If you flip through Momofuku, you see that you need a lot of ingredients you may never have heard of: shiro shoyu, usukuchi, and Tokyo turnips are a just a small sampling. I’ve been pretty determined to find as much as I can and so far I’ve been pretty lucky. The one ingredient that got me really worried was the meat glue.
I looked everywhere for it. I tried to have a specialty store order some in for me, but it was a no-go. I even considered buying the 1 kg bag on sale at Amazon. Then one day, my buzzer rang. The UPS man handed me a thin bubble wrapped envelope and left before I could even ask where it was from. Mail always makes me excited and surprise packages are even more exciting.
I wasn’t expecting anything, so when I ripped into it and found a silver foiled pouch labeled Activa, I did some very appropriate jumping and squealing. At that point I wasn’t sure who answered my meat glue prayers, but after I was done squealing, Mike turned to me to say, “Oh, the sample came?”
Apparently he had emailed Ajinomoto to see if we could get a sample. There was a bit of back and forth – they usually only give samples to restaurants and specialty food stores, but eventually the agreed to send us some. Meat glue isn’t very common, except in chicken nuggets, so I was thrilled that Mike managed to get some sent our way.
Meat glue is a powdery enzyme that has the ability to link proteins, which means, you can wrap a scallop in bacon without any messy toothpicks or you can create monstrous multi-meat roasts.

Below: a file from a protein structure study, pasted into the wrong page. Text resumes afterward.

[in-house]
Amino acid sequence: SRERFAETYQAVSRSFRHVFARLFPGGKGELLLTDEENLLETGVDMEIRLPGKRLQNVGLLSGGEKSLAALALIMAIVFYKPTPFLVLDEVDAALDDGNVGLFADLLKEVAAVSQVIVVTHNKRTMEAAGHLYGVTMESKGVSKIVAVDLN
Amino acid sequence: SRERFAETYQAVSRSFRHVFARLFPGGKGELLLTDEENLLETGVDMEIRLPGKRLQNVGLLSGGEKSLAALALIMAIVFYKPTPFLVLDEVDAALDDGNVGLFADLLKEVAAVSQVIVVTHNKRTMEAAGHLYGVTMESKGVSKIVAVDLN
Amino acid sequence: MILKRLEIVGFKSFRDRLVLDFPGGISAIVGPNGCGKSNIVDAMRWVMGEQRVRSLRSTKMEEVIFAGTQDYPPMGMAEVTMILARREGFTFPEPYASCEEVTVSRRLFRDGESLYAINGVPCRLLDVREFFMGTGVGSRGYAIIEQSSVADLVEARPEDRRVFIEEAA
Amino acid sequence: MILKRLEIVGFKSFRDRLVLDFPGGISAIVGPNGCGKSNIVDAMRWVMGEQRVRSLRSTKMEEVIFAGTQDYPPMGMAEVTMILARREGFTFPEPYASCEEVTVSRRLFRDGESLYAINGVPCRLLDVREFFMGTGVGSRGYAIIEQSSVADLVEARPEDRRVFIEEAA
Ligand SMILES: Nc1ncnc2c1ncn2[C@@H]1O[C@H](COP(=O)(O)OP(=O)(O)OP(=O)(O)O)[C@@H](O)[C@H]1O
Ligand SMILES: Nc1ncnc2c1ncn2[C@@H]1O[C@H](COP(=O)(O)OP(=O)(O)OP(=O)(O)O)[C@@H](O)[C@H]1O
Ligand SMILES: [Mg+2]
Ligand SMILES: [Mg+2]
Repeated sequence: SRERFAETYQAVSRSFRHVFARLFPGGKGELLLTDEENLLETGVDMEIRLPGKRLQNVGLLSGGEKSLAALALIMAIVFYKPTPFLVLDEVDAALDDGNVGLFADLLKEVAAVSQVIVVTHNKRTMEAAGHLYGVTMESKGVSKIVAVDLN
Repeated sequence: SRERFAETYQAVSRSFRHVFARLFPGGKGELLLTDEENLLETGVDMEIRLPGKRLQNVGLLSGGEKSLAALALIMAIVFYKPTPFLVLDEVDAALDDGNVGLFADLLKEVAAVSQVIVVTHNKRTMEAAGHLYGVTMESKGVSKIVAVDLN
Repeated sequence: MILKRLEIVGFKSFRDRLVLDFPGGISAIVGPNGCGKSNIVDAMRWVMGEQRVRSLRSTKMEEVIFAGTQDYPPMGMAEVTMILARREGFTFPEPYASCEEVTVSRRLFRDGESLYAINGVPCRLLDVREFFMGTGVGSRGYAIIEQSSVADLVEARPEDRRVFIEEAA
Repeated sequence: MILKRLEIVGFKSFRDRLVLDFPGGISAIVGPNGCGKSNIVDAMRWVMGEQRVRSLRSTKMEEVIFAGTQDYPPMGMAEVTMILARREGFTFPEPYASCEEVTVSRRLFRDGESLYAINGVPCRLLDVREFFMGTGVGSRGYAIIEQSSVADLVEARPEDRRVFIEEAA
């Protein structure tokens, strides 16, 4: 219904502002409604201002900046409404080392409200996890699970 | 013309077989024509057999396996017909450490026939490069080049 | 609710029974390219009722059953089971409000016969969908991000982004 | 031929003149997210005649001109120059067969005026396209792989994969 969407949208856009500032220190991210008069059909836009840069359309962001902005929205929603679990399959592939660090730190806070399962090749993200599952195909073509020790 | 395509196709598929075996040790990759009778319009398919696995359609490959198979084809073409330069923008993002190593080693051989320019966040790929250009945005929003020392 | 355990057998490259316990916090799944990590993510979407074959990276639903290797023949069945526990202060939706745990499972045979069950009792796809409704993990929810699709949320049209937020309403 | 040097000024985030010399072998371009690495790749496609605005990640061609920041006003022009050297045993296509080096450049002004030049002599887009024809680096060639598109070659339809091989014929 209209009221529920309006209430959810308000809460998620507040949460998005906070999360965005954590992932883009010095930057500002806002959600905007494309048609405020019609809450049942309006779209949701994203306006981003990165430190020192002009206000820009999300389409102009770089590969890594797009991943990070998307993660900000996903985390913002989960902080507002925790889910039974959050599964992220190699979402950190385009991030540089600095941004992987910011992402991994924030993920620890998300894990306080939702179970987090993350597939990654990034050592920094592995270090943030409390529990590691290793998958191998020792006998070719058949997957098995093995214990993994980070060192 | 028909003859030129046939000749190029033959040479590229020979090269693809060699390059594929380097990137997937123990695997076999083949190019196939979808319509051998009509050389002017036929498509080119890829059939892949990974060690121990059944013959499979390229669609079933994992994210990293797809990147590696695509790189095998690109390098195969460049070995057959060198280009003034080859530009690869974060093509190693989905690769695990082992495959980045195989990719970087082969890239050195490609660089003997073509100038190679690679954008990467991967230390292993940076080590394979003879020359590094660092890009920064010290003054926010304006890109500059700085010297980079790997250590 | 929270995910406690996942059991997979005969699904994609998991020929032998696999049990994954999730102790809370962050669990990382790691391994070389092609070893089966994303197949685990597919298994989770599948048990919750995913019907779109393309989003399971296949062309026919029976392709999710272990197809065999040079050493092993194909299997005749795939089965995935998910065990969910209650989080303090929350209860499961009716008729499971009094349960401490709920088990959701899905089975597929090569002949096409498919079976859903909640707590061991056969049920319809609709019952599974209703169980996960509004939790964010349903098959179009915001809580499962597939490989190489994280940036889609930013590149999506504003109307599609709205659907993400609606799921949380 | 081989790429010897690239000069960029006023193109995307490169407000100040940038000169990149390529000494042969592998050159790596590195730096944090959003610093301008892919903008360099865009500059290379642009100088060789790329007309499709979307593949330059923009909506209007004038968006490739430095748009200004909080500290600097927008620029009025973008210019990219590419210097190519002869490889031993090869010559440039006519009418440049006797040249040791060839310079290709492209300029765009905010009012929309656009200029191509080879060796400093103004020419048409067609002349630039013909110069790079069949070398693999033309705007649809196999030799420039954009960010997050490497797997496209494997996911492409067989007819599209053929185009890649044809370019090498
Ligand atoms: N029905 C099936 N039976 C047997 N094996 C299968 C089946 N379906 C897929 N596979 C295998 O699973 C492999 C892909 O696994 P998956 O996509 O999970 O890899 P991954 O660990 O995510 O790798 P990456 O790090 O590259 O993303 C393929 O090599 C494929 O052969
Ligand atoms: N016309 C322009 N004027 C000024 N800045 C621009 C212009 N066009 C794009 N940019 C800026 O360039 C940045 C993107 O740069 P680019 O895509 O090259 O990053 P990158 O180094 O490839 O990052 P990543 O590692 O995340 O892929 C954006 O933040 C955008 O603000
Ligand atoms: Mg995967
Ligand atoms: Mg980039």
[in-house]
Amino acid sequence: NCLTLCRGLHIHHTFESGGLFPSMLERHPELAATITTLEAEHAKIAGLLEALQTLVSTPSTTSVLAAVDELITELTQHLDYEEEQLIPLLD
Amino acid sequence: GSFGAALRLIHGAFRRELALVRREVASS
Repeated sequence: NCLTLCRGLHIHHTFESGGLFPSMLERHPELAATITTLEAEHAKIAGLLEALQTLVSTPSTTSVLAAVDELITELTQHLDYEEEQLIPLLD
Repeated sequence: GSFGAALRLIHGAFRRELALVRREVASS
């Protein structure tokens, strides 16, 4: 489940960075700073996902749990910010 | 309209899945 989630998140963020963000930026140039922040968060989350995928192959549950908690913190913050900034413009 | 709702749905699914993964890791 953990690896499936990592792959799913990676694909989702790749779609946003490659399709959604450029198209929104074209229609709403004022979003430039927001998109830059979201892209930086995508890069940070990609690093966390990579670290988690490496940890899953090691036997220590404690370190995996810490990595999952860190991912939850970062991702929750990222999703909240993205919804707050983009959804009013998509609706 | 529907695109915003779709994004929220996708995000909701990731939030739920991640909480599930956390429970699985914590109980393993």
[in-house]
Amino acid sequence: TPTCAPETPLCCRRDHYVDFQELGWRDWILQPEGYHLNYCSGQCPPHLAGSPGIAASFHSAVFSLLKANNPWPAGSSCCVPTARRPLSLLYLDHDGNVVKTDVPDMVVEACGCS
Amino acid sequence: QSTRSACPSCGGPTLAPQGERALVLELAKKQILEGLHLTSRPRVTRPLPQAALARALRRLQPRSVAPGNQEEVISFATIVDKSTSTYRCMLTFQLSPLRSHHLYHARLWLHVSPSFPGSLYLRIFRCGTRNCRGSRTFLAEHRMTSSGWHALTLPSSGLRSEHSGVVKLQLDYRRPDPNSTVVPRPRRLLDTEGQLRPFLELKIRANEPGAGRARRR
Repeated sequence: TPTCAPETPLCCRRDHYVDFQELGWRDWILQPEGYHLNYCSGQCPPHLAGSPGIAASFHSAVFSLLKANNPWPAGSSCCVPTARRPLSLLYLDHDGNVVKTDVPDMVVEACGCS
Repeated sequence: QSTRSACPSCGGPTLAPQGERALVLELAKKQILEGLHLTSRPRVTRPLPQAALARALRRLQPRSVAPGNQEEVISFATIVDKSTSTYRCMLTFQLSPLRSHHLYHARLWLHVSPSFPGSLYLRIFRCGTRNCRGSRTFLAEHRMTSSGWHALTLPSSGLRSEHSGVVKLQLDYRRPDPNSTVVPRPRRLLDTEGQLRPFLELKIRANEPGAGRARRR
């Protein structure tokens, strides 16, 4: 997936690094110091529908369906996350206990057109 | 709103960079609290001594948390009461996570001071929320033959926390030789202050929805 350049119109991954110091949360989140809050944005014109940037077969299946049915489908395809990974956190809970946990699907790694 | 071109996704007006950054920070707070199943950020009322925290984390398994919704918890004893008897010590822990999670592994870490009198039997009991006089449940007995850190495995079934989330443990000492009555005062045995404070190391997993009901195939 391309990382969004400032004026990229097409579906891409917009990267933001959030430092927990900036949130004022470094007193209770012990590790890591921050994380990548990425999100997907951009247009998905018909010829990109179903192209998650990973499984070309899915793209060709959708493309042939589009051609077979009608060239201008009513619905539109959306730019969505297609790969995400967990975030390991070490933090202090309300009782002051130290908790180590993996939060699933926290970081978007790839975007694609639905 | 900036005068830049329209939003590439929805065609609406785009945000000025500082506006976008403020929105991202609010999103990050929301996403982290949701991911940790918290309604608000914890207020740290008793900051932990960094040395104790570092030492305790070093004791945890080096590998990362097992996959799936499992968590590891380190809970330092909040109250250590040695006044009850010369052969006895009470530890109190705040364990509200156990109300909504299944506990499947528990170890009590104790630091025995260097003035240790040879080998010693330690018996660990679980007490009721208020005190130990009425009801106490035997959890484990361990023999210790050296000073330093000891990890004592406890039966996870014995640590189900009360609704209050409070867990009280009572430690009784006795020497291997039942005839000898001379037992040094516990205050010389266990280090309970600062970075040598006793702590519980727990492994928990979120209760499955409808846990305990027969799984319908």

I wanted to start small so I decided to glue bacon to bacon. There’s a cute little breakfast diner chain here in Vancouver called De Dutch Pannekoek House that serves round bacon that they call “de bakon.” With a name like de bakon, even non-bacon lovers can’t help but order it. Case in point: one of my friends who doesn’t like bacon ordered de bakon based on it’s name alone the last time we were at De Dutch. Unfortunately, he didn’t actually like it, but I still believe in the awesomeness of de bakon.
I’m not completely sure, but de bakon is probably Canadian back bacon cut into rounds. For my version of de bakon, I used regular maple glazed bacon. Meat glue is easy to use: sprinkle a bit of it on, leave it in the fridge overnight and the next day you should have solid pieces of whatever meats you glued together. For the bacon, I just rolled it in on itself. Chang tells you to rub the meat glue in with your fingers for the brick chicken, but I used gloves mostly because there’s a no hands warning symbol on the package. Plus I was worried I’d glue me to myself.
The de bakon came out awesome. I was worried it wouldn’t hold together but after unwrapping it was clear that the bacon was solidly stuck to the other bacon. After a brief freeze to make it easier to slice, I sliced it and put it in the pan.
There was a lot of curling, which happens when you cook regular bacon as well, so I used a pot to weigh everything down. The bacon was amazing: crispy, smoky, and novelty-filled. I used some in some round BLT sliders, which seemed to taste better than ever.
Also, a shout out to Thomas, Large & Singer Inc. who sent me the sample. Their customer service was phenomenal and if I were a large industrial food operation, I’d buy all my meat glue from them!